- Possibly. For small projects, the time needed to learn and implement them may not be worth it. For larger projects, or on-going long-term projects they can be valuable.
- A common type of automated tool is the 'record/playback' type. For example, a tester could click through all combinations of menu choices, dialog box choices, buttons, etc. in an application GUI and have them 'recorded' and the results logged by a tool. The 'recording' is typically in the form of text based on a scripting language that is interpretable by the testing tool. If new buttons are added, or some underlying code in the application is changed, etc. the application can then be retested by just 'playing back' the 'recorded' actions, and comparing the logging results to check effects of the changes. The problem with such tools is that if there are continual changes to the system being tested, the 'recordings' may have to be changed so much that it becomes very time-consuming to continuously update the scripts. Additionally, interpretation of results (screens, data, logs, etc.) can be a difficult task. Note that there are record/playback tools for text-based interfaces also, and for all types of platforms.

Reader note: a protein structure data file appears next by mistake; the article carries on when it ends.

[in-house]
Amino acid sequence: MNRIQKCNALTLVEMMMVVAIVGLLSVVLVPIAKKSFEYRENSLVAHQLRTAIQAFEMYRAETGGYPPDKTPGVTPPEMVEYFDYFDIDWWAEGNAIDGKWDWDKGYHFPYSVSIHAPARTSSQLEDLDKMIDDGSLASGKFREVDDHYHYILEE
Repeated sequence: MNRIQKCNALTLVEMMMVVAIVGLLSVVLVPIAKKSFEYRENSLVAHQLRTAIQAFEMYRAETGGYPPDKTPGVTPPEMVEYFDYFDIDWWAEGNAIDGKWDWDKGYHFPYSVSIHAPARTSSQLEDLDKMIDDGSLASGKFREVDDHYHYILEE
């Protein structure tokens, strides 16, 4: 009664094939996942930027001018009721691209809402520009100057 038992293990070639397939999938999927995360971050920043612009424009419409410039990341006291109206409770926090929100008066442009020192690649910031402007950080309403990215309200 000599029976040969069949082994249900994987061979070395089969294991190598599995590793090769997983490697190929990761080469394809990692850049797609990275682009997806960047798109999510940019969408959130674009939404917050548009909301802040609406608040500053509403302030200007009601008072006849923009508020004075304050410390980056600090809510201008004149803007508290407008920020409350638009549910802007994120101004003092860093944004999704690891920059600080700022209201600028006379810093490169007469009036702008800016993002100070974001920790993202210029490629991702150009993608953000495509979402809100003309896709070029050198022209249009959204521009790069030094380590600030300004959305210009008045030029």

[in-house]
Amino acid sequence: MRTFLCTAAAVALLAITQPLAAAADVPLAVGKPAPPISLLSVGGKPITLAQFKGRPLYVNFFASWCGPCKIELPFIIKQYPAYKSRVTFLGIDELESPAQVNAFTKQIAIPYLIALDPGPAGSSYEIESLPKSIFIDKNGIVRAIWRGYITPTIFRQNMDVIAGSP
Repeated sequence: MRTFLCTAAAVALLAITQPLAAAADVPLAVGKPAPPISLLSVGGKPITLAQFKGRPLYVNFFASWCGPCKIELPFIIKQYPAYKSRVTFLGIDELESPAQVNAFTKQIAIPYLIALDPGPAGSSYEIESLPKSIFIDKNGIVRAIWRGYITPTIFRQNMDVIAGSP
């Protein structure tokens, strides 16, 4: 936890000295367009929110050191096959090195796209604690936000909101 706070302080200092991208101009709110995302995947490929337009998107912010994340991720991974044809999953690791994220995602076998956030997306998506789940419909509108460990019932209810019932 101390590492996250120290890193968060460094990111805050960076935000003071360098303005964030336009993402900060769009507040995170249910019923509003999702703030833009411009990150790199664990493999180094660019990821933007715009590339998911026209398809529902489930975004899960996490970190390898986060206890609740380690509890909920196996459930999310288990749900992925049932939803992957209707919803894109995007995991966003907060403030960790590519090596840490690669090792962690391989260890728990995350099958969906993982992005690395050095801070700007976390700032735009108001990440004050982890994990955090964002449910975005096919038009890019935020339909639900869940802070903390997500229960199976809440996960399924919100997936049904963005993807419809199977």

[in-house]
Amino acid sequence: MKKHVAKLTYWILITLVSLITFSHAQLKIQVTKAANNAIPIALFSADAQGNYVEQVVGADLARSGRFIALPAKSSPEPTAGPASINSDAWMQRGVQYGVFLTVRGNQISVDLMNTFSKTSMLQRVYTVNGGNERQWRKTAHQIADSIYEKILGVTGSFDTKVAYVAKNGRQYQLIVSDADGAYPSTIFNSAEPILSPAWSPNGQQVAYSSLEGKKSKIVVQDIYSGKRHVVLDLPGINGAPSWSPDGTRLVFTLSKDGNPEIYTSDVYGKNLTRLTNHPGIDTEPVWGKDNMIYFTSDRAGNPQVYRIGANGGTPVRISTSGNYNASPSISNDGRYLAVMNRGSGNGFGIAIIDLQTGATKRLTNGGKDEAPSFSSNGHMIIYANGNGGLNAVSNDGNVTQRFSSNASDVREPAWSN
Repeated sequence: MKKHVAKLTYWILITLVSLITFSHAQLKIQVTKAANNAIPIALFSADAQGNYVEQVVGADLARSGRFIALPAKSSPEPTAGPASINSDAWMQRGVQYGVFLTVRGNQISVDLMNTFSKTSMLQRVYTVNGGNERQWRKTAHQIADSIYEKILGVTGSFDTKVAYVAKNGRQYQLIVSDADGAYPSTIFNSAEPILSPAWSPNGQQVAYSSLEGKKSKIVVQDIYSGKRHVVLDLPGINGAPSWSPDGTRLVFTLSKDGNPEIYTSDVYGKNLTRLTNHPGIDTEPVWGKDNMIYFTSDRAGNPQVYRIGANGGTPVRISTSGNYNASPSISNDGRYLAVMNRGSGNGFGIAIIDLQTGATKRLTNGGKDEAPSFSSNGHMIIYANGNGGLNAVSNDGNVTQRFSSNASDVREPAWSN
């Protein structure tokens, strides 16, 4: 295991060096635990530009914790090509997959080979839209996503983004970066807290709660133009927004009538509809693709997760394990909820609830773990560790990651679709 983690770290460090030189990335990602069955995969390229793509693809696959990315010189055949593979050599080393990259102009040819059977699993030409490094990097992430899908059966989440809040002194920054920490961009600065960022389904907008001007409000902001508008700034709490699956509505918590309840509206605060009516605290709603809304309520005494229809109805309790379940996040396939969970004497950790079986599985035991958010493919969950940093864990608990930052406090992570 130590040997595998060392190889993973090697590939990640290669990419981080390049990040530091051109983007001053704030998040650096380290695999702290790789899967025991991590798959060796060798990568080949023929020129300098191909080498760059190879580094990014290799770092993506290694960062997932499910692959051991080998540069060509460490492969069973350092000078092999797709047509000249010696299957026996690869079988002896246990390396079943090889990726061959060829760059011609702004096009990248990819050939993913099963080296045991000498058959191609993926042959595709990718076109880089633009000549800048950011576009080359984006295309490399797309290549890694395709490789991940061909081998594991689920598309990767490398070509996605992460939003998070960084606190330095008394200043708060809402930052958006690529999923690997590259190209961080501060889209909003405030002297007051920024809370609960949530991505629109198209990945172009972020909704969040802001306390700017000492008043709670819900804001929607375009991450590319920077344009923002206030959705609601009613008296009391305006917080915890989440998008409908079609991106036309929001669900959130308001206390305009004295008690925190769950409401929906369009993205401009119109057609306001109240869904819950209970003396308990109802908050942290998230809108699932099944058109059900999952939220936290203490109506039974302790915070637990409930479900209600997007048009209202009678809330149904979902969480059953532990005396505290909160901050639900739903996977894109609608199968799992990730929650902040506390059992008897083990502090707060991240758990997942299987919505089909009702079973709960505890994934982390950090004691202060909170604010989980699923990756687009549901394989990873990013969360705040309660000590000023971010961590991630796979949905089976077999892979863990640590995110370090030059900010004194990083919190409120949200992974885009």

- Other automated tools can include:
code analyzers - monitor code complexity, adherence to standards, etc.
coverage analyzers - these tools check which parts of the code have been exercised by a test, and may be oriented to code statement coverage, condition coverage, path coverage, etc.
memory analyzers - such as bounds-checkers and leak detectors.
load/performance test tools - for testing client/server and web applications under various load levels.
web test tools - to check that links are valid, HTML code usage is correct, client-side and server-side programs work, a web site's interactions are secure.
other tools - for test case management, documentation management, bug reporting, and configuration management.
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